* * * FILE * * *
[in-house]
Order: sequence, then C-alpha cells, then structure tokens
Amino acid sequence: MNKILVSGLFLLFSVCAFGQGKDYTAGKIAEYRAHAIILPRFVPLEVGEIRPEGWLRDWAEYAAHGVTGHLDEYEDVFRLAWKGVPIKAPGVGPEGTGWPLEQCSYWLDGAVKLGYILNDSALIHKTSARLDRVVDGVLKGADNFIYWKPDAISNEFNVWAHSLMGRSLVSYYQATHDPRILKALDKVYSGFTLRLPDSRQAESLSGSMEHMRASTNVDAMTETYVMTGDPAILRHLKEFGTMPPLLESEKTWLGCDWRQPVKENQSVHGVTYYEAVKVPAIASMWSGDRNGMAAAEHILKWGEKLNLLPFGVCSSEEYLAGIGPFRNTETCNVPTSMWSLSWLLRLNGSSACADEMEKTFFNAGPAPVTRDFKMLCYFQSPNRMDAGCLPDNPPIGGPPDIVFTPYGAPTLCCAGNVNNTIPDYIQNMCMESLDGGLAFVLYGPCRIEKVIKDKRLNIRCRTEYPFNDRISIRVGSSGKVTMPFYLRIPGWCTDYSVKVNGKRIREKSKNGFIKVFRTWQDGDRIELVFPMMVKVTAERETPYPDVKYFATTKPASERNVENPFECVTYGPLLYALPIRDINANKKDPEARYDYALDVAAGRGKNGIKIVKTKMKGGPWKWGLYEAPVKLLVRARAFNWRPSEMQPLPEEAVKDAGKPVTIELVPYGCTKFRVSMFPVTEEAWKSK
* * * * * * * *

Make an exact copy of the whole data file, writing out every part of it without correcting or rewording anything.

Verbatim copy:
[in-house]
Order: sequence, then C-alpha cells, then structure tokens
Amino acid sequence: MNKILVSGLFLLFSVCAFGQGKDYTAGKIAEYRAHAIILPRFVPLEVGEIRPEGWLRDWAEYAAHGVTGHLDEYEDVFRLAWKGVPIKAPGVGPEGTGWPLEQCSYWLDGAVKLGYILNDSALIHKTSARLDRVVDGVLKGADNFIYWKPDAISNEFNVWAHSLMGRSLVSYYQATHDPRILKALDKVYSGFTLRLPDSRQAESLSGSMEHMRASTNVDAMTETYVMTGDPAILRHLKEFGTMPPLLESEKTWLGCDWRQPVKENQSVHGVTYYEAVKVPAIASMWSGDRNGMAAAEHILKWGEKLNLLPFGVCSSEEYLAGIGPFRNTETCNVPTSMWSLSWLLRLNGSSACADEMEKTFFNAGPAPVTRDFKMLCYFQSPNRMDAGCLPDNPPIGGPPDIVFTPYGAPTLCCAGNVNNTIPDYIQNMCMESLDGGLAFVLYGPCRIEKVIKDKRLNIRCRTEYPFNDRISIRVGSSGKVTMPFYLRIPGWCTDYSVKVNGKRIREKSKNGFIKVFRTWQDGDRIELVFPMMVKVTAERETPYPDVKYFATTKPASERNVENPFECVTYGPLLYALPIRDINANKKDPEARYDYALDVAAGRGKNGIKIVKTKMKGGPWKWGLYEAPVKLLVRARAFNWRPSEMQPLPEEAVKDAGKPVTIELVPYGCTKFRVSMFPVTEEAWKSK